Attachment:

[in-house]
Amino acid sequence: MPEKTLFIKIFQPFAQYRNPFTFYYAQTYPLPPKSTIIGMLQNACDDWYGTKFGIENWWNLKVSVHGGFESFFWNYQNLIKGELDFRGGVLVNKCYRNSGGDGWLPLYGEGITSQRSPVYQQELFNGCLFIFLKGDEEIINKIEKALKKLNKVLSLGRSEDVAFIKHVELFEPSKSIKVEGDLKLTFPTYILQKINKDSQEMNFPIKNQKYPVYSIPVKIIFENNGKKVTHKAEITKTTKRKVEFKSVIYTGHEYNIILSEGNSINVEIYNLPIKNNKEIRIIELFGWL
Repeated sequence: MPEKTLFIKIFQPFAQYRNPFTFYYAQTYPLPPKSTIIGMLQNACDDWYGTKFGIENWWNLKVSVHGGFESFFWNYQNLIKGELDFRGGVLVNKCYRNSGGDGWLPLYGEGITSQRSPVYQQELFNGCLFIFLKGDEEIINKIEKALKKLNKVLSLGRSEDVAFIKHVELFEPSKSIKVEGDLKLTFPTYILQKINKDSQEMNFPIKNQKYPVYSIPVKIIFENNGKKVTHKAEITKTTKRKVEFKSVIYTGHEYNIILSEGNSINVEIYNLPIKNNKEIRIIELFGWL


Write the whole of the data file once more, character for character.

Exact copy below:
[in-house]
Amino acid sequence: MPEKTLFIKIFQPFAQYRNPFTFYYAQTYPLPPKSTIIGMLQNACDDWYGTKFGIENWWNLKVSVHGGFESFFWNYQNLIKGELDFRGGVLVNKCYRNSGGDGWLPLYGEGITSQRSPVYQQELFNGCLFIFLKGDEEIINKIEKALKKLNKVLSLGRSEDVAFIKHVELFEPSKSIKVEGDLKLTFPTYILQKINKDSQEMNFPIKNQKYPVYSIPVKIIFENNGKKVTHKAEITKTTKRKVEFKSVIYTGHEYNIILSEGNSINVEIYNLPIKNNKEIRIIELFGWL
Repeated sequence: MPEKTLFIKIFQPFAQYRNPFTFYYAQTYPLPPKSTIIGMLQNACDDWYGTKFGIENWWNLKVSVHGGFESFFWNYQNLIKGELDFRGGVLVNKCYRNSGGDGWLPLYGEGITSQRSPVYQQELFNGCLFIFLKGDEEIINKIEKALKKLNKVLSLGRSEDVAFIKHVELFEPSKSIKVEGDLKLTFPTYILQKINKDSQEMNFPIKNQKYPVYSIPVKIIFENNGKKVTHKAEITKTTKRKVEFKSVIYTGHEYNIILSEGNSINVEIYNLPIKNNKEIRIIELFGWL